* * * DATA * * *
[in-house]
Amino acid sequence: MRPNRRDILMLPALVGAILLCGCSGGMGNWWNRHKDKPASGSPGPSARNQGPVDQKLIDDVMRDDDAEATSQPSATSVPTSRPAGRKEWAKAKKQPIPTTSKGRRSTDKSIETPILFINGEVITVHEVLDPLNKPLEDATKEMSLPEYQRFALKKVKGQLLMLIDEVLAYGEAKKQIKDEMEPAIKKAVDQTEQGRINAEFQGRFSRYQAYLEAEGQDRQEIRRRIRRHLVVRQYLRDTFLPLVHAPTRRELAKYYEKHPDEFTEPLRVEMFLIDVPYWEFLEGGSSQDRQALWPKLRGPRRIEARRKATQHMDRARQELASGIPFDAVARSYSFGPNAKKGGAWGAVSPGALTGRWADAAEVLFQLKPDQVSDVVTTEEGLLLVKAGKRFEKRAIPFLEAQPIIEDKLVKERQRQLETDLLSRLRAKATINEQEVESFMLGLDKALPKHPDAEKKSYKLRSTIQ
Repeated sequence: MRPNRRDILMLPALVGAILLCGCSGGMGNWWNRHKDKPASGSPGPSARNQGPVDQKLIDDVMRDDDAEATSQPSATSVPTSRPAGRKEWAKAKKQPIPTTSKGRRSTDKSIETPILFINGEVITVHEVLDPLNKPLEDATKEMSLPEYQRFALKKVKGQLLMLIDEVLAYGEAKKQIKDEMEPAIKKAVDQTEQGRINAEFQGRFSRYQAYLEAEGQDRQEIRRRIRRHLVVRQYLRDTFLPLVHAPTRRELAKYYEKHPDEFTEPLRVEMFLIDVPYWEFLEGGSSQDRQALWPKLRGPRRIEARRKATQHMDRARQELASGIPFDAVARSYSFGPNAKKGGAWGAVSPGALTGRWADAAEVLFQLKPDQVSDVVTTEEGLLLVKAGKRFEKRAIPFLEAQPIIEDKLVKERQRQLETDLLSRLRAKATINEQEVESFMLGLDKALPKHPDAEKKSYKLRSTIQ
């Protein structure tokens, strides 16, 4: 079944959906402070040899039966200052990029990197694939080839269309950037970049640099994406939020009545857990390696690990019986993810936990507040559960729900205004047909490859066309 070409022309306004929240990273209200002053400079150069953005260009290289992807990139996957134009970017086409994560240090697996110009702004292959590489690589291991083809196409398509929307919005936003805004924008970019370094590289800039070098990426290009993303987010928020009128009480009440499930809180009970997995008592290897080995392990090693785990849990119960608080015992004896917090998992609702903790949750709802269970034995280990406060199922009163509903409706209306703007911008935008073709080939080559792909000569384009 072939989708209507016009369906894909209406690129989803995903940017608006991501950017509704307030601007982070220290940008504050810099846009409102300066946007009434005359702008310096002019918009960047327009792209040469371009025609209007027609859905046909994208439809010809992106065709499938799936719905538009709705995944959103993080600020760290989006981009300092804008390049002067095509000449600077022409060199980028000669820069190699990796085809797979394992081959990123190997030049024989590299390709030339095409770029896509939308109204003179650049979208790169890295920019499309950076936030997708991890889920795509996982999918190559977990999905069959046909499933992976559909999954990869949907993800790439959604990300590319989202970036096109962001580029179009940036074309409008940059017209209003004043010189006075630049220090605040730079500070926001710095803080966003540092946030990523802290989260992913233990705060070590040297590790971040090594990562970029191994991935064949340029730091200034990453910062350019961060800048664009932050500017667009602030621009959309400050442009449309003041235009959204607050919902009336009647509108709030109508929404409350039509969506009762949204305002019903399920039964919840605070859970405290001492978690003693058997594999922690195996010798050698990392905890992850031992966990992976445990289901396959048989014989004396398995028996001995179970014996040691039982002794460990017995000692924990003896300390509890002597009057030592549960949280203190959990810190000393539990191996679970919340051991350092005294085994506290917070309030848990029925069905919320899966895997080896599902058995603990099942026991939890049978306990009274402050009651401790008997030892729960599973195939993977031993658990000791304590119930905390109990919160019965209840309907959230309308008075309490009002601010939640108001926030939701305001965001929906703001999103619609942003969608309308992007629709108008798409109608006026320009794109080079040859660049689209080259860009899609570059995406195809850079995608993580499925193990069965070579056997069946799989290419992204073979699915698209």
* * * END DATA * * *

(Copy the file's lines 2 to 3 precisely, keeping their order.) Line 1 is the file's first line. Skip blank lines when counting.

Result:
Amino acid sequence: MRPNRRDILMLPALVGAILLCGCSGGMGNWWNRHKDKPASGSPGPSARNQGPVDQKLIDDVMRDDDAEATSQPSATSVPTSRPAGRKEWAKAKKQPIPTTSKGRRSTDKSIETPILFINGEVITVHEVLDPLNKPLEDATKEMSLPEYQRFALKKVKGQLLMLIDEVLAYGEAKKQIKDEMEPAIKKAVDQTEQGRINAEFQGRFSRYQAYLEAEGQDRQEIRRRIRRHLVVRQYLRDTFLPLVHAPTRRELAKYYEKHPDEFTEPLRVEMFLIDVPYWEFLEGGSSQDRQALWPKLRGPRRIEARRKATQHMDRARQELASGIPFDAVARSYSFGPNAKKGGAWGAVSPGALTGRWADAAEVLFQLKPDQVSDVVTTEEGLLLVKAGKRFEKRAIPFLEAQPIIEDKLVKERQRQLETDLLSRLRAKATINEQEVESFMLGLDKALPKHPDAEKKSYKLRSTIQ
Repeated sequence: MRPNRRDILMLPALVGAILLCGCSGGMGNWWNRHKDKPASGSPGPSARNQGPVDQKLIDDVMRDDDAEATSQPSATSVPTSRPAGRKEWAKAKKQPIPTTSKGRRSTDKSIETPILFINGEVITVHEVLDPLNKPLEDATKEMSLPEYQRFALKKVKGQLLMLIDEVLAYGEAKKQIKDEMEPAIKKAVDQTEQGRINAEFQGRFSRYQAYLEAEGQDRQEIRRRIRRHLVVRQYLRDTFLPLVHAPTRRELAKYYEKHPDEFTEPLRVEMFLIDVPYWEFLEGGSSQDRQALWPKLRGPRRIEARRKATQHMDRARQELASGIPFDAVARSYSFGPNAKKGGAWGAVSPGALTGRWADAAEVLFQLKPDQVSDVVTTEEGLLLVKAGKRFEKRAIPFLEAQPIIEDKLVKERQRQLETDLLSRLRAKATINEQEVESFMLGLDKALPKHPDAEKKSYKLRSTIQ